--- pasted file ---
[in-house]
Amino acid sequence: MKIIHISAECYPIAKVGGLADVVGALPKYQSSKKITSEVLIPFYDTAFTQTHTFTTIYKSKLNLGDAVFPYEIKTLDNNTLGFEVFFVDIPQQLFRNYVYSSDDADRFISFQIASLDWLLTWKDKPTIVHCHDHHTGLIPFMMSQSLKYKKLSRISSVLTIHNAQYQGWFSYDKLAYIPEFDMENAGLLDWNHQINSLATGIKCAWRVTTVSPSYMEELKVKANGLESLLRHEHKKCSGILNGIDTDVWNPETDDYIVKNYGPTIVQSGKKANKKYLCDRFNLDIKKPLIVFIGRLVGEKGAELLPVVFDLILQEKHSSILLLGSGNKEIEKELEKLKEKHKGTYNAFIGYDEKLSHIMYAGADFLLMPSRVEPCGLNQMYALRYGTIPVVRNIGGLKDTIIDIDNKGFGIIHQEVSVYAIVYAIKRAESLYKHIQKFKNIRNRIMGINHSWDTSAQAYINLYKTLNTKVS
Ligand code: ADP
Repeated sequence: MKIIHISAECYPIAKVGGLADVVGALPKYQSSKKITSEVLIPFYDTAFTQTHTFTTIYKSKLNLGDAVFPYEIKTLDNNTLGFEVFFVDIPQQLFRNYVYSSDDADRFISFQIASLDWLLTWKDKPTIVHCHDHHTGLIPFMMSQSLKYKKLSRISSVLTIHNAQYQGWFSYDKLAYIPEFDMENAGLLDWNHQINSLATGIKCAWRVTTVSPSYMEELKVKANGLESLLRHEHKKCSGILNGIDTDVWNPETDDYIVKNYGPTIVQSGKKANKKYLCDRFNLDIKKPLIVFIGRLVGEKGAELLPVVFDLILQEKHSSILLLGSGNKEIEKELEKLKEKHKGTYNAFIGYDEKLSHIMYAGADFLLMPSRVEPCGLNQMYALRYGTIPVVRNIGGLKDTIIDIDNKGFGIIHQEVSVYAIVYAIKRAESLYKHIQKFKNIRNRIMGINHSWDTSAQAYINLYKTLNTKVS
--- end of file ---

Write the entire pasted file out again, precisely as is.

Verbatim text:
[in-house]
Amino acid sequence: MKIIHISAECYPIAKVGGLADVVGALPKYQSSKKITSEVLIPFYDTAFTQTHTFTTIYKSKLNLGDAVFPYEIKTLDNNTLGFEVFFVDIPQQLFRNYVYSSDDADRFISFQIASLDWLLTWKDKPTIVHCHDHHTGLIPFMMSQSLKYKKLSRISSVLTIHNAQYQGWFSYDKLAYIPEFDMENAGLLDWNHQINSLATGIKCAWRVTTVSPSYMEELKVKANGLESLLRHEHKKCSGILNGIDTDVWNPETDDYIVKNYGPTIVQSGKKANKKYLCDRFNLDIKKPLIVFIGRLVGEKGAELLPVVFDLILQEKHSSILLLGSGNKEIEKELEKLKEKHKGTYNAFIGYDEKLSHIMYAGADFLLMPSRVEPCGLNQMYALRYGTIPVVRNIGGLKDTIIDIDNKGFGIIHQEVSVYAIVYAIKRAESLYKHIQKFKNIRNRIMGINHSWDTSAQAYINLYKTLNTKVS
Ligand code: ADP
Repeated sequence: MKIIHISAECYPIAKVGGLADVVGALPKYQSSKKITSEVLIPFYDTAFTQTHTFTTIYKSKLNLGDAVFPYEIKTLDNNTLGFEVFFVDIPQQLFRNYVYSSDDADRFISFQIASLDWLLTWKDKPTIVHCHDHHTGLIPFMMSQSLKYKKLSRISSVLTIHNAQYQGWFSYDKLAYIPEFDMENAGLLDWNHQINSLATGIKCAWRVTTVSPSYMEELKVKANGLESLLRHEHKKCSGILNGIDTDVWNPETDDYIVKNYGPTIVQSGKKANKKYLCDRFNLDIKKPLIVFIGRLVGEKGAELLPVVFDLILQEKHSSILLLGSGNKEIEKELEKLKEKHKGTYNAFIGYDEKLSHIMYAGADFLLMPSRVEPCGLNQMYALRYGTIPVVRNIGGLKDTIIDIDNKGFGIIHQEVSVYAIVYAIKRAESLYKHIQKFKNIRNRIMGINHSWDTSAQAYINLYKTLNTKVS